In Western democracies, literature no longer matters to politics. Once, literature and politics could co-exist on the same typewriter or in the same person: George Orwell in Britain, André Malraux in France. But that was a long time ago. Still, the powers of politics remain linguistic, whether bureaucratic or rhetorical: the war criminal at his desk, the elected representative on her Twitter.
Amos Oz, the Israeli novelist who died today aged 79, was living proof of the political powers of literature. In Israel, which is a Western democracy most of the time, Oz is seen as a great writer but a failed politician. In the West, he is seen as the still-living conscience of a political failure. Nothing shows us both sides of a story so well as a novel. And nothing occludes the quality of literature like politics.
Oz was the Everyman of Israel’s founding elite. There were elements of necessary imposture in this persona, but that is what fiction needs. As he eventually described in his autobiography, A Tale of Love and Darkness (2002), Oz, the global face of kibbutz socialism and Peace Now, was born into a prominent Revisionist family. The Revisionists were followers of Ze’ev Jabotinsky, who mixed liberal politics with the ‘Iron Wall’ approach to the Arabs. In the one-party state-in-the-making of Mandate Palestine, Labour Zionists already held the balance.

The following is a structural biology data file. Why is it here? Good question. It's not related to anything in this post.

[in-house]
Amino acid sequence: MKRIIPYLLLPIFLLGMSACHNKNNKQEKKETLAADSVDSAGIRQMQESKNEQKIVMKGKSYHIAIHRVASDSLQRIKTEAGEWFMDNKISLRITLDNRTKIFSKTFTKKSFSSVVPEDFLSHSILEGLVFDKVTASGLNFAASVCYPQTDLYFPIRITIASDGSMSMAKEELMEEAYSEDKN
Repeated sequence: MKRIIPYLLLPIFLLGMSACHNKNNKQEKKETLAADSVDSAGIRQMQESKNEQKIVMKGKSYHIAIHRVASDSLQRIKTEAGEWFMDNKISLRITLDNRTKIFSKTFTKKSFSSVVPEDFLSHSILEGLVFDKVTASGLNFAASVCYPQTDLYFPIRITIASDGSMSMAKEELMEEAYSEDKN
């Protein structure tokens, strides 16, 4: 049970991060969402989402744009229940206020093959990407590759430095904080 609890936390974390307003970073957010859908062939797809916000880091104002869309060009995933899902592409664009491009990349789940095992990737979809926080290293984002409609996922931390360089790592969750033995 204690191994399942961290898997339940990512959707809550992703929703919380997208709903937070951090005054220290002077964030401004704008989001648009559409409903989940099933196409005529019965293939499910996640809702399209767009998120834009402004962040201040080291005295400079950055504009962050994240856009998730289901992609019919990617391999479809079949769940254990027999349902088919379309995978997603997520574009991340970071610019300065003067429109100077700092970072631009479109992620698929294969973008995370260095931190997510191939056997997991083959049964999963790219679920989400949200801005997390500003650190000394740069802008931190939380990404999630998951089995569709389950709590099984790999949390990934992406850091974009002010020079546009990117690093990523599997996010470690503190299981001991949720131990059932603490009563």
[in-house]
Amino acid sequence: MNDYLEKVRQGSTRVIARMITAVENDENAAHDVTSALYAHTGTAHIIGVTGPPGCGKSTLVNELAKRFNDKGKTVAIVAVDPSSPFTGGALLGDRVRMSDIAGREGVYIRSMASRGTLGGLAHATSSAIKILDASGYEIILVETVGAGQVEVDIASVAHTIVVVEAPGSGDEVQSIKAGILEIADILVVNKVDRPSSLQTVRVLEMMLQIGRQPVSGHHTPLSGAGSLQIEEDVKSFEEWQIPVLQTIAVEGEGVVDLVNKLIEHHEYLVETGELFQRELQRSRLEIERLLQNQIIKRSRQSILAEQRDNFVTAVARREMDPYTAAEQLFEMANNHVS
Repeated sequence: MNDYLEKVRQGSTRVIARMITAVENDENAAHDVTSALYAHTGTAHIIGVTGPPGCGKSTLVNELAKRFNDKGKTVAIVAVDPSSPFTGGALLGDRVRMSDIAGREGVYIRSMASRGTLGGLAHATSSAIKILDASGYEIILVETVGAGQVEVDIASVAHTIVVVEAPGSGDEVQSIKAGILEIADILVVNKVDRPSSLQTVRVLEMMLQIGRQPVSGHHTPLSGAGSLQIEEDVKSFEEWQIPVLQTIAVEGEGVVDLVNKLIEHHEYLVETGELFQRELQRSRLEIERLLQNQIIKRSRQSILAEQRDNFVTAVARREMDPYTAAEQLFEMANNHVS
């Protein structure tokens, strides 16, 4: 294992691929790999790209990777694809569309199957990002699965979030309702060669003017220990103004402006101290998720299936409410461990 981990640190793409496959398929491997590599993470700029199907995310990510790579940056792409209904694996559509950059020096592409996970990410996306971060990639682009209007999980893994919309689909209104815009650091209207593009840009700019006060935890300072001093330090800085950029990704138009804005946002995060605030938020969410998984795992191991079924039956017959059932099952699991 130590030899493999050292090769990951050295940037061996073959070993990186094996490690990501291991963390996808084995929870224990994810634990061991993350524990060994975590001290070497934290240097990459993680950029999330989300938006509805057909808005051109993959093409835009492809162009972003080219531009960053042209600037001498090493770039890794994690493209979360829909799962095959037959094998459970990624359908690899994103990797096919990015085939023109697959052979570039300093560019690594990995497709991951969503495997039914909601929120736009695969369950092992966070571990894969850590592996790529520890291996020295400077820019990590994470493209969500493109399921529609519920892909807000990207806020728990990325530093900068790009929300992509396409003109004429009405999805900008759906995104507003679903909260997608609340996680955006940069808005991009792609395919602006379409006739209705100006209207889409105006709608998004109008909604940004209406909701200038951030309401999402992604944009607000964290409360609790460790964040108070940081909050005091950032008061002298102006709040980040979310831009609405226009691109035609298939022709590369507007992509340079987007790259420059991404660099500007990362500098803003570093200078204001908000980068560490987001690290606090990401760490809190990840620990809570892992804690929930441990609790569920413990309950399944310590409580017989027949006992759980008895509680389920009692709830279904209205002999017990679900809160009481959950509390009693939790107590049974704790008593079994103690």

In 1949, when the new state of Israel held its first presidential election, Amos Klausner’s great-uncle Joseph Klausner, a historian and literature professor, ran and lost as the candidate of Menachem Begin’s Herut party. In 1951, Amos’s mother committed suicide; in his telling, she was a delayed victim of the Shoah. Two years later, aged 14, he turned left, moved to a kibbutz, and extracted a new surname from the heart of his old one. ‘Oz’ means ‘strength’.
Even at their peak, the kibbutzim never constituted more than a fifth of Israeli Jewish society.